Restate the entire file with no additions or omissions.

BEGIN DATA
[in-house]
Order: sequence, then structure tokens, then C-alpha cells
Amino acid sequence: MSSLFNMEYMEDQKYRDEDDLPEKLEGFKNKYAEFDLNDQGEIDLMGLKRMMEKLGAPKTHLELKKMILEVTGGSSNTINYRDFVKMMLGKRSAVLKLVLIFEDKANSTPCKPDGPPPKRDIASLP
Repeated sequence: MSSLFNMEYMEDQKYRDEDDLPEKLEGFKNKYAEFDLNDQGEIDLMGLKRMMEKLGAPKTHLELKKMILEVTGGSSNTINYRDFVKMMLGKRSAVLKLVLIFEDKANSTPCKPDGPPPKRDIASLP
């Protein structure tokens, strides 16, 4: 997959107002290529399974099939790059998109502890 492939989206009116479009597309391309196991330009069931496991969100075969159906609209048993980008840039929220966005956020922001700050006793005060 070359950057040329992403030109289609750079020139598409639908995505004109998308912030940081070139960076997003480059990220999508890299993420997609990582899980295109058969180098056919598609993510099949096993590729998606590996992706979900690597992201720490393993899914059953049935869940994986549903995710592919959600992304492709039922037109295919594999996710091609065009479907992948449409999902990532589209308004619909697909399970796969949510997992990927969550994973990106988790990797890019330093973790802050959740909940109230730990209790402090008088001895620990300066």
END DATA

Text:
[in-house]
Order: sequence, then structure tokens, then C-alpha cells
Amino acid sequence: MSSLFNMEYMEDQKYRDEDDLPEKLEGFKNKYAEFDLNDQGEIDLMGLKRMMEKLGAPKTHLELKKMILEVTGGSSNTINYRDFVKMMLGKRSAVLKLVLIFEDKANSTPCKPDGPPPKRDIASLP
Repeated sequence: MSSLFNMEYMEDQKYRDEDDLPEKLEGFKNKYAEFDLNDQGEIDLMGLKRMMEKLGAPKTHLELKKMILEVTGGSSNTINYRDFVKMMLGKRSAVLKLVLIFEDKANSTPCKPDGPPPKRDIASLP
């Protein structure tokens, strides 16, 4: 997959107002290529399974099939790059998109502890 492939989206009116479009597309391309196991330009069931496991969100075969159906609209048993980008840039929220966005956020922001700050006793005060 070359950057040329992403030109289609750079020139598409639908995505004109998308912030940081070139960076997003480059990220999508890299993420997609990582899980295109058969180098056919598609993510099949096993590729998606590996992706979900690597992201720490393993899914059953049935869940994986549903995710592919959600992304492709039922037109295919594999996710091609065009479907992948449409999902990532589209308004619909697909399970796969949510997992990927969550994973990106988790990797890019330093973790802050959740909940109230730990209790402090008088001895620990300066």